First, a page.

Everywhere I go in Quito, I can expect to have men staring me down and making comments on my appearance as I walk by. This is absolutely constant and an every day occurrence. It makes it absolutely exhausting to go anywhere. Whenever I step outside of my apartment, I have to prepare myself. Anywhere I walk I have a blank expression on my face, I look straight ahead, and I do not smile or respond to anyone. I don’t like living like this. I enjoy smiling at people when they walk by and maybe saying a “Buenos días” as I pass people. But I can’t do that here because I don’t want to encourage any of the men who are staring at me and I want to try to avoid seeing the looks they give me and ignore the whistles or things they say. And it’s really hard.

For example, on a normal day the building manager who always greets me in the lobby calls me, “mi niña bonita” (my beautiful girl). Then I leave the apartment and walk to the bus where men either stare at me, very obviously, the entire time I walk by or whisper comments like, “Qué deliciosa” or “tstststs” in my ear as I walk by. Oh and let’s not forget the classic whistling. Then once on the bus I face other challenges. Besides having to be aware that at any moment someone could try to steal something from my bag (pick-pocketing is huge here), I have to navigate the uncomfortable situation of men who have absolutely no sense of personal space. One time I got so flustered by a guy who was standing pretty much on top of me that I got off at the wrong bus stop because I needed to get off the bus. And I’ve been lucky that so far I haven’t gotten groped or grabbed like several of the girls in our study abroad group. We’ve had experiences where Ecuadorian guys take pictures of us without our permission or friend us on facebook and then do not stop messaging us.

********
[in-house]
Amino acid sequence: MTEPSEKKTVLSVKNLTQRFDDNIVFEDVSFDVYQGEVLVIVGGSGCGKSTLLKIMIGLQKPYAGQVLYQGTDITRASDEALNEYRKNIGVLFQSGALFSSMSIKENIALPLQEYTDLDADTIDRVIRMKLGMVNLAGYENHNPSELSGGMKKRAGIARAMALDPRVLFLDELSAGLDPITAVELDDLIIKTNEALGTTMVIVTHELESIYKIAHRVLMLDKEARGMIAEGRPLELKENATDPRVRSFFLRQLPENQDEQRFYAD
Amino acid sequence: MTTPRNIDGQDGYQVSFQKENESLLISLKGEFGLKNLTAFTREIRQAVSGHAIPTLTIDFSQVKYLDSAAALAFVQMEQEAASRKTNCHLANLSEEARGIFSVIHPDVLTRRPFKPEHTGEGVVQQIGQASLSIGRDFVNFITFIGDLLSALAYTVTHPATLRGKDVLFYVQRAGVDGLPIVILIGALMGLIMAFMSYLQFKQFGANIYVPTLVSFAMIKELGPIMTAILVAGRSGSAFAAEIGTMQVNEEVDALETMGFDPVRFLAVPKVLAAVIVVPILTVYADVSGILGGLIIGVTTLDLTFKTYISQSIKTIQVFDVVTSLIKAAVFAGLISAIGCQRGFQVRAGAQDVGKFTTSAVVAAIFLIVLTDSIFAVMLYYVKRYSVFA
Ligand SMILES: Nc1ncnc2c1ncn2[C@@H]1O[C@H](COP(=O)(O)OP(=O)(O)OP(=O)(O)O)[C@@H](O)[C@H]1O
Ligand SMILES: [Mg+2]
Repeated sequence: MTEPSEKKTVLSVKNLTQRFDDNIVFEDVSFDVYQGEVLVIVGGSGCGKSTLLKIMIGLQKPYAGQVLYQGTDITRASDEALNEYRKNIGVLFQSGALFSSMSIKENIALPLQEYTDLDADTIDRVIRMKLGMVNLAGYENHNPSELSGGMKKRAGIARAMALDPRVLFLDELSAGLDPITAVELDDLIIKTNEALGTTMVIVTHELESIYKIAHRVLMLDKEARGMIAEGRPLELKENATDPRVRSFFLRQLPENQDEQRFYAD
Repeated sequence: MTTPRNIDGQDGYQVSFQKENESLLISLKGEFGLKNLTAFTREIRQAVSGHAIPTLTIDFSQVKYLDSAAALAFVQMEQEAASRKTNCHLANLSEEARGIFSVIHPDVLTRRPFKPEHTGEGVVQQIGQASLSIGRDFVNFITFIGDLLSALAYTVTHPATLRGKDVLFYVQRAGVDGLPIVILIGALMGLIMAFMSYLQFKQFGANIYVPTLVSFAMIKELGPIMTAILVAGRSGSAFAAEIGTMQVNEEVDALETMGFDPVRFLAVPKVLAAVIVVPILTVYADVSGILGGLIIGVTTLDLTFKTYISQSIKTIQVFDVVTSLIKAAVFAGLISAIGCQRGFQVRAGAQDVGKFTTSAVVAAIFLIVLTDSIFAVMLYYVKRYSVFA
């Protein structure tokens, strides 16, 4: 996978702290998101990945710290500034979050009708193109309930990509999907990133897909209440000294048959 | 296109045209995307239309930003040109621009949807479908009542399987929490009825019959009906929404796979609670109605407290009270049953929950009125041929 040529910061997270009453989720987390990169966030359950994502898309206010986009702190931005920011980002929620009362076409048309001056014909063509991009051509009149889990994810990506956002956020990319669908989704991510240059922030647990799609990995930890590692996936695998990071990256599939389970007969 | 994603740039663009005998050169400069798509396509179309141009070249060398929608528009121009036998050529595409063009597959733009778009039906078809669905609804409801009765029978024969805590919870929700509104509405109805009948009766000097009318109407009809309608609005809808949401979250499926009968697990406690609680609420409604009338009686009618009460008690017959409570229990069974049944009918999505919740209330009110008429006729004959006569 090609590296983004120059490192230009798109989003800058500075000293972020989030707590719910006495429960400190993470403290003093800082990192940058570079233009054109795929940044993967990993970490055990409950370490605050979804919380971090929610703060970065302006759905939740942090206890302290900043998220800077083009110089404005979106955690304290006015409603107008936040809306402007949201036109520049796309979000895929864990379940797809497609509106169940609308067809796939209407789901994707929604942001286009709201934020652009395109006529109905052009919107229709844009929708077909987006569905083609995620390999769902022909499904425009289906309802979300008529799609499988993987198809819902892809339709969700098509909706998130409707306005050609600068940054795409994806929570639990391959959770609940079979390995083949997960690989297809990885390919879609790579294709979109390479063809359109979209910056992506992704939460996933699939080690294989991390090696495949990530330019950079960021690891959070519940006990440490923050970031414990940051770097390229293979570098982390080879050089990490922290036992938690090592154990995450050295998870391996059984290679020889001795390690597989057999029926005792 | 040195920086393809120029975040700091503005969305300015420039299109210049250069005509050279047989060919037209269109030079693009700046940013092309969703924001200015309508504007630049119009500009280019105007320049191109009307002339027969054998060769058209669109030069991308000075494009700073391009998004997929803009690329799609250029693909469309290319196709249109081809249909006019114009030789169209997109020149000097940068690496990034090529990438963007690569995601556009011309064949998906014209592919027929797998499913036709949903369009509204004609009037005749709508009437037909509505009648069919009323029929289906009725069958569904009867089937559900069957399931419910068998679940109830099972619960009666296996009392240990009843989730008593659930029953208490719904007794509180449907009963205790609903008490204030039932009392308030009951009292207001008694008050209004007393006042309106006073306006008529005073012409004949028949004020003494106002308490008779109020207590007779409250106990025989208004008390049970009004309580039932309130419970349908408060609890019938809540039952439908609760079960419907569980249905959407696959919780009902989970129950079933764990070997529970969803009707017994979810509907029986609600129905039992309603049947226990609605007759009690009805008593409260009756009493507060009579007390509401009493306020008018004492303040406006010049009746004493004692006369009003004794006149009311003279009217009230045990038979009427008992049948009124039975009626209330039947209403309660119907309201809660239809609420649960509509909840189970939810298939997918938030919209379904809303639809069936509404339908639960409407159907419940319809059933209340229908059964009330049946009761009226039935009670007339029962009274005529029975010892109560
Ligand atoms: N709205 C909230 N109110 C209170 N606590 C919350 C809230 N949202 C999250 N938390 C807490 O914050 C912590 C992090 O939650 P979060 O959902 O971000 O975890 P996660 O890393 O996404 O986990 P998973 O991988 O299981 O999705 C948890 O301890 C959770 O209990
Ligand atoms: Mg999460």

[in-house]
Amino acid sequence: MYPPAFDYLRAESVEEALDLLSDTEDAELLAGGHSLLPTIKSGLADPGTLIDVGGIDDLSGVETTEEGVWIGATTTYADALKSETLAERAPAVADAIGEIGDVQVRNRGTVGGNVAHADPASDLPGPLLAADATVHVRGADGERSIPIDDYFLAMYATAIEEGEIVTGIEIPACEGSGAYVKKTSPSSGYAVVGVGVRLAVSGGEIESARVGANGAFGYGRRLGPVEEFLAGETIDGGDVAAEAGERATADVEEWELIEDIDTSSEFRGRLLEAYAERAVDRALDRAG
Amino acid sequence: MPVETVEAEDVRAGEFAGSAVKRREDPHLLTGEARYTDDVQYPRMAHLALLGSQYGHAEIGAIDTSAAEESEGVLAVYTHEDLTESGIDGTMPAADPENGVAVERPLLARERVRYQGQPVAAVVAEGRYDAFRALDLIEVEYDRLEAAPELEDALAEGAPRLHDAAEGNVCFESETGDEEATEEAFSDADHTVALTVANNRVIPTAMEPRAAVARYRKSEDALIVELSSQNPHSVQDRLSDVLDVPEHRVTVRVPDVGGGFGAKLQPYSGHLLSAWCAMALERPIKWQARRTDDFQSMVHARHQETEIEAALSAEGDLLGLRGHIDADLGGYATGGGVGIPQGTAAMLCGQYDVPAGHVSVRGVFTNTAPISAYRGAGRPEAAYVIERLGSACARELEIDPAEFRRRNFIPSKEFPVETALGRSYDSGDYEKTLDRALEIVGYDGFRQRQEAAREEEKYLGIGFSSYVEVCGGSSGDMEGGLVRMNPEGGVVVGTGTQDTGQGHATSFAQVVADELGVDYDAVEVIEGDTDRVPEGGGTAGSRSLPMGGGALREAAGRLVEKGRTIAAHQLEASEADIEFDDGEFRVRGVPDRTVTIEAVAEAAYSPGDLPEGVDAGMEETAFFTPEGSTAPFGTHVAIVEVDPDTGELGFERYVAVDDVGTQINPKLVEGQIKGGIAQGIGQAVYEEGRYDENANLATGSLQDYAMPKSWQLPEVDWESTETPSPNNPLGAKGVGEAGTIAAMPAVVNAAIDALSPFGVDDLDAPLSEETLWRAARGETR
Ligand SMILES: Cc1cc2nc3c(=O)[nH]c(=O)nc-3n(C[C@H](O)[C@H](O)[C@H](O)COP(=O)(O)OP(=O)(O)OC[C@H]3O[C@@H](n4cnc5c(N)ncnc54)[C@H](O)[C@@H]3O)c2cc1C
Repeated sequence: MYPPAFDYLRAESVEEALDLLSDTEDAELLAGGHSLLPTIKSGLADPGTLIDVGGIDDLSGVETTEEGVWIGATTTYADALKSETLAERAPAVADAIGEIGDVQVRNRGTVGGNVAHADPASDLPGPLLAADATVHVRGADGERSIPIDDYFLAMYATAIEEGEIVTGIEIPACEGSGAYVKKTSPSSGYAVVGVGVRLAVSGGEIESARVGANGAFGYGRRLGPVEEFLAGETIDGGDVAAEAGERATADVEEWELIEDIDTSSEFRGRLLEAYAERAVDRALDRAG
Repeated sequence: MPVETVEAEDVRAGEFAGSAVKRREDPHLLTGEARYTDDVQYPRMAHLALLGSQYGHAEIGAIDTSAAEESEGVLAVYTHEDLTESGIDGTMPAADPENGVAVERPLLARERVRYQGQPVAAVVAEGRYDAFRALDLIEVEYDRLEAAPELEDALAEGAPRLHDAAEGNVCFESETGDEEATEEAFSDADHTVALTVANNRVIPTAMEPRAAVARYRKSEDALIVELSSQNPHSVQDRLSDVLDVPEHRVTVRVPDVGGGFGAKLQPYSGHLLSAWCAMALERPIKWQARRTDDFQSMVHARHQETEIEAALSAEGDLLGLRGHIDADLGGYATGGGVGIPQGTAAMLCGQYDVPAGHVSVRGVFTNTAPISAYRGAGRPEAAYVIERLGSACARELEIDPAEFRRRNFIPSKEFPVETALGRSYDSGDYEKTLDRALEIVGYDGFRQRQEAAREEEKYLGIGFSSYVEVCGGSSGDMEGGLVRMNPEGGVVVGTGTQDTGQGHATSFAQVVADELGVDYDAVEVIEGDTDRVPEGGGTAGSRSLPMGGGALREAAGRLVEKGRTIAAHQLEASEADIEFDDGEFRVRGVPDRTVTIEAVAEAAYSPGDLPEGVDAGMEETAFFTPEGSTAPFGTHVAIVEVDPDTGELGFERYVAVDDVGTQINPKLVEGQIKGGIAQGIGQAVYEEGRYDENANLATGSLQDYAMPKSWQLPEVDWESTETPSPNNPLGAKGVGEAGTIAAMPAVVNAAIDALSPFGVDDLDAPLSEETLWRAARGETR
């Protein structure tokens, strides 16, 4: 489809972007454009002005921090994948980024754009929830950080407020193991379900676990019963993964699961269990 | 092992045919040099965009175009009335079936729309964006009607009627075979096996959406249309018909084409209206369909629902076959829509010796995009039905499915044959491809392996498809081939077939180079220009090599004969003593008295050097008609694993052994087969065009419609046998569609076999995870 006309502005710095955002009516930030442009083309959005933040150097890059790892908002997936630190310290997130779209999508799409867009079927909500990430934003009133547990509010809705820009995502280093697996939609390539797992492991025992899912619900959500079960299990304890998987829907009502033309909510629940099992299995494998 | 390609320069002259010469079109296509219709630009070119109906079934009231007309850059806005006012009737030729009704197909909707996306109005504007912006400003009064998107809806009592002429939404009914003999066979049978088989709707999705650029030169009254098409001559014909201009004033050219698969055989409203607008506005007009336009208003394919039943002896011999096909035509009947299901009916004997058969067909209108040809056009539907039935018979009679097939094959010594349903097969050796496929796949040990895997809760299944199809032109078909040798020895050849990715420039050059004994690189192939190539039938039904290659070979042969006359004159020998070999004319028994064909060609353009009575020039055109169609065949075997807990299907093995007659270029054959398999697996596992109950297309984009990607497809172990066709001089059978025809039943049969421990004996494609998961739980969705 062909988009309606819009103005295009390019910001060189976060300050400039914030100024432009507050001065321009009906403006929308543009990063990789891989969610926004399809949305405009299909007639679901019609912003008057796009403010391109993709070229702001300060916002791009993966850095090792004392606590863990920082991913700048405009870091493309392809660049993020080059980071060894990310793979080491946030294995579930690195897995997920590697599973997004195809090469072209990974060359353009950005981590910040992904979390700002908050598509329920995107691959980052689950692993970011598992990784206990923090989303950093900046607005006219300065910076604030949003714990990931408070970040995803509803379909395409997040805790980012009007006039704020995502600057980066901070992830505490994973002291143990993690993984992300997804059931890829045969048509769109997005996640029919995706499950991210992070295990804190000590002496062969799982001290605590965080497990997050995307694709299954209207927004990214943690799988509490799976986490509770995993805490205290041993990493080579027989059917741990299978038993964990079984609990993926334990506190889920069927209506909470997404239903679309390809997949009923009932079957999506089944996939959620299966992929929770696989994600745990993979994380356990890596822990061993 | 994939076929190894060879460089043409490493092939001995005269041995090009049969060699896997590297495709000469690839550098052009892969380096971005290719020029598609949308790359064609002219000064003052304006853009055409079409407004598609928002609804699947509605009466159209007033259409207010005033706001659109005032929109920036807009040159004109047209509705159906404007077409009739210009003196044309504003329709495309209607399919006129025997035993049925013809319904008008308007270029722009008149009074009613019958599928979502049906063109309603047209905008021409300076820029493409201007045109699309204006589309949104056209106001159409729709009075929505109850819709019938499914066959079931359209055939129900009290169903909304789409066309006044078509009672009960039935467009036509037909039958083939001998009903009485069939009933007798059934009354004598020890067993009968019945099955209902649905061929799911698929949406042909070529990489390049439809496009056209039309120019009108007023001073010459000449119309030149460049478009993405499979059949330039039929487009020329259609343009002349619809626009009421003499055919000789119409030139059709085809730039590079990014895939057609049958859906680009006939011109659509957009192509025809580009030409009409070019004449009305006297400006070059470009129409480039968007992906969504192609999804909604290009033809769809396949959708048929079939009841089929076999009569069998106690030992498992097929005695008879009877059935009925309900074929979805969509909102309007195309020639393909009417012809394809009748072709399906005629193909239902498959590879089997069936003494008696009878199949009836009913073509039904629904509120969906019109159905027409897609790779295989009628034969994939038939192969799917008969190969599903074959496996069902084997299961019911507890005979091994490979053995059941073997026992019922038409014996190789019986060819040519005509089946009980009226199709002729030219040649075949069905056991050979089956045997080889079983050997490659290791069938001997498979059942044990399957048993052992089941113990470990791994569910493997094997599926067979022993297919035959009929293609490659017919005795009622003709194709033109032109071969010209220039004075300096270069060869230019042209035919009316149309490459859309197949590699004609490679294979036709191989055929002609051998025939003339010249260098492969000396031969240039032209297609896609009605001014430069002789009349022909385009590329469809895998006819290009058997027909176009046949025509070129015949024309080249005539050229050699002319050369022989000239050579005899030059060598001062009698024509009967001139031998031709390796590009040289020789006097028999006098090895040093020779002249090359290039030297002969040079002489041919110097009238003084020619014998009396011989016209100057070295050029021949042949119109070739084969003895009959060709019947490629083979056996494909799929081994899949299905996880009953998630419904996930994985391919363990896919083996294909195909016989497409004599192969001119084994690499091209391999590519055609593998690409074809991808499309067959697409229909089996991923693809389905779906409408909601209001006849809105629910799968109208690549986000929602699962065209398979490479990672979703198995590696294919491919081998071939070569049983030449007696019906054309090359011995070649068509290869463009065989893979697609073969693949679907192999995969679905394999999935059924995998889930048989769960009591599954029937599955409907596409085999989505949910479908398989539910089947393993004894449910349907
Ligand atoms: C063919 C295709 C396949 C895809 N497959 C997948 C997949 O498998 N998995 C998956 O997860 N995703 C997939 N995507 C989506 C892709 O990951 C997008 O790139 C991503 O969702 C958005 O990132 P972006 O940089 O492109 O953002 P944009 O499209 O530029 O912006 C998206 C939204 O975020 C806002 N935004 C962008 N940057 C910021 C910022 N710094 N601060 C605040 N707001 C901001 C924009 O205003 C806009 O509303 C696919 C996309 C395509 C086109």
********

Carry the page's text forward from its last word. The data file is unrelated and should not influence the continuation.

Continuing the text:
For anyone who’s reading this and thinks that I’m making too big of a deal out of this or that I should take it as a compliment that these guys are noticing me have clearly never had the experience of being victimized and objectified. I do not feel special when a guy comments on my appearance. What I do feel is objectified, as if I’m only walking by for his enjoyment and not because I actually have important things to do that day. I feel unsafe. I feel gross. I do not need the approval of random scumbags men on the street.

The thing is, street harassment happens everywhere, I’ve just been lucky enough to have not experienced it in the other places I’ve lived. Latin America has a machismo culture in which men think that being a man means harassing women. In Ecuador I see such an ignorance surrounding this issue. My family in Quito was telling me that on the coast on Ecuador there’s a lot of this sort of cat-calling, “Not like here in Quito where that doesn’t happen.” And I sat there dumbfounded. Let’s STOP saying that street harassment doesn’t happen and let’s STOP saying that it’s a compliment to women.

Why am I sharing all of this? It’s not to make you feel sorry for me or to make you worried about me or to make you scared of ever visiting Ecuador. I’m writing about my experience to raise awareness that street harassment is very real and many women have to deal with it every day. We need to do so much to educate young boys how to treat women with respect and to educate women that they deserve so much more than cat calls. To women who are being catcalled–stay strong and please keep the conversation going. To men who harass women or think catcalling is ok, please stop and please listen and understand what we’re communicating. I’m a real person. I have value. I deserve respect and to be able to walk in peace.